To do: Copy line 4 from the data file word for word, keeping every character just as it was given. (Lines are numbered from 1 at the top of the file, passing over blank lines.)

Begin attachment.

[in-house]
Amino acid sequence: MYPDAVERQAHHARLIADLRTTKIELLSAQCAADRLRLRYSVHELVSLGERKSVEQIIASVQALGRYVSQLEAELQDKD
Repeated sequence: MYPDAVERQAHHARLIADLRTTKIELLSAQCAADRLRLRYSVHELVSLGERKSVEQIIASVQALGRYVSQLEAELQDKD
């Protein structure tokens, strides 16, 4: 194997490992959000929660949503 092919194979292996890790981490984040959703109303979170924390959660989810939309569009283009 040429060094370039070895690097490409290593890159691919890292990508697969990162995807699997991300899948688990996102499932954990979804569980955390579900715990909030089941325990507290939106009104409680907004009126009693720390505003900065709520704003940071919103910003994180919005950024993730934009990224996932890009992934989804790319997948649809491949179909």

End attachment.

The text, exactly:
């Protein structure tokens, strides 16, 4: 194997490992959000929660949503 092919194979292996890790981490984040959703109303979170924390959660989810939309569009283009 040429060094370039070895690097490409290593890159691919890292990508697969990162995807699997991300899948688990996102499932954990979804569980955390579900715990909030089941325990507290939106009104409680907004009126009693720390505003900065709520704003940071919103910003994180919005950024993730934009990224996932890009992934989804790319997948649809491949179909």